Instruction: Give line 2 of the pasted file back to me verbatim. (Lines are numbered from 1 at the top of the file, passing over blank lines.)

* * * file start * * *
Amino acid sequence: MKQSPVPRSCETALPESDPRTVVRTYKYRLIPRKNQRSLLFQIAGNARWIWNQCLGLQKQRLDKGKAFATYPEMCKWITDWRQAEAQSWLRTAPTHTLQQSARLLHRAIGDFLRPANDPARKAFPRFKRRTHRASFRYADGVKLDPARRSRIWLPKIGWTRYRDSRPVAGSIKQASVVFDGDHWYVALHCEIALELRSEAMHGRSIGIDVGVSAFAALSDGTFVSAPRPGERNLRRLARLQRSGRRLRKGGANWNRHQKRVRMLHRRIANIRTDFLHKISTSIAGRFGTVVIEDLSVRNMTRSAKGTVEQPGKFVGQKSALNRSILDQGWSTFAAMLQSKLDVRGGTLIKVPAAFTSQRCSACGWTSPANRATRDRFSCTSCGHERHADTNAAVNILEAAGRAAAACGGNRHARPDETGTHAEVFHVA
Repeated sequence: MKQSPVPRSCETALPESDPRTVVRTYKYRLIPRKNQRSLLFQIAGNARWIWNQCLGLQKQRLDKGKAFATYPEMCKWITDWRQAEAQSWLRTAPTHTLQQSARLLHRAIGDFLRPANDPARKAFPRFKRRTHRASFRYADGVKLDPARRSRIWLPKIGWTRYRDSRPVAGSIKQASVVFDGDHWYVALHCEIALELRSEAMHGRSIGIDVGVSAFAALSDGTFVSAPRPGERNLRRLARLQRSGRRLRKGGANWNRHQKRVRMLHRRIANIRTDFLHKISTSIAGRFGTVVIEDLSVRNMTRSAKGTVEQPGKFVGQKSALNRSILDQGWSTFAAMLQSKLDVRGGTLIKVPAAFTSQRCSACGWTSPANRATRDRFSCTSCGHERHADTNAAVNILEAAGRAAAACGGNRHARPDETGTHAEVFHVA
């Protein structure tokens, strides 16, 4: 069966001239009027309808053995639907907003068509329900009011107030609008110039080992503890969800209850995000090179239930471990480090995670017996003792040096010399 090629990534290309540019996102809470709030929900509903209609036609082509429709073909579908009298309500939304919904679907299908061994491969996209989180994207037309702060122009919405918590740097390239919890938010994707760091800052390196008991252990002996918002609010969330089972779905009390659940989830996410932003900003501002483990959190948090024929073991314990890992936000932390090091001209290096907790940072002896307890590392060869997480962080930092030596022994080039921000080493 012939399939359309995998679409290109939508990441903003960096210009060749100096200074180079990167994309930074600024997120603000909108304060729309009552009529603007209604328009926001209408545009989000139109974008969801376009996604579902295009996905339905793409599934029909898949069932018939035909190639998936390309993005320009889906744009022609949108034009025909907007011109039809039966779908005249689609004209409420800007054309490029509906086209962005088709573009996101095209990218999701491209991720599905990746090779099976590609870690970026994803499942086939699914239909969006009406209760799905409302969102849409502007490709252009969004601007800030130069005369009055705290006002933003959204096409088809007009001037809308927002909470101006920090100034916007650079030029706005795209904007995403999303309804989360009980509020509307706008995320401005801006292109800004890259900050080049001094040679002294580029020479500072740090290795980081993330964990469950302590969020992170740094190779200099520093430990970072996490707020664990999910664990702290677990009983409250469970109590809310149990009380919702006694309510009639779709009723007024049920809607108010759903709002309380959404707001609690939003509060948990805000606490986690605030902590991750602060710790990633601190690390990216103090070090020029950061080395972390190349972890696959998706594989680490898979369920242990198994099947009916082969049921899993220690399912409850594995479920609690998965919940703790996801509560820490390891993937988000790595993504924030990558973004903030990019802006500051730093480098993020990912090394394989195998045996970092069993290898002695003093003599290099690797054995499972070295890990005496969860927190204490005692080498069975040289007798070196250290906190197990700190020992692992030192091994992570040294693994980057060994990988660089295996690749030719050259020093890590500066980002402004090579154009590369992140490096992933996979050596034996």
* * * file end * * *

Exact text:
Repeated sequence: MKQSPVPRSCETALPESDPRTVVRTYKYRLIPRKNQRSLLFQIAGNARWIWNQCLGLQKQRLDKGKAFATYPEMCKWITDWRQAEAQSWLRTAPTHTLQQSARLLHRAIGDFLRPANDPARKAFPRFKRRTHRASFRYADGVKLDPARRSRIWLPKIGWTRYRDSRPVAGSIKQASVVFDGDHWYVALHCEIALELRSEAMHGRSIGIDVGVSAFAALSDGTFVSAPRPGERNLRRLARLQRSGRRLRKGGANWNRHQKRVRMLHRRIANIRTDFLHKISTSIAGRFGTVVIEDLSVRNMTRSAKGTVEQPGKFVGQKSALNRSILDQGWSTFAAMLQSKLDVRGGTLIKVPAAFTSQRCSACGWTSPANRATRDRFSCTSCGHERHADTNAAVNILEAAGRAAAACGGNRHARPDETGTHAEVFHVA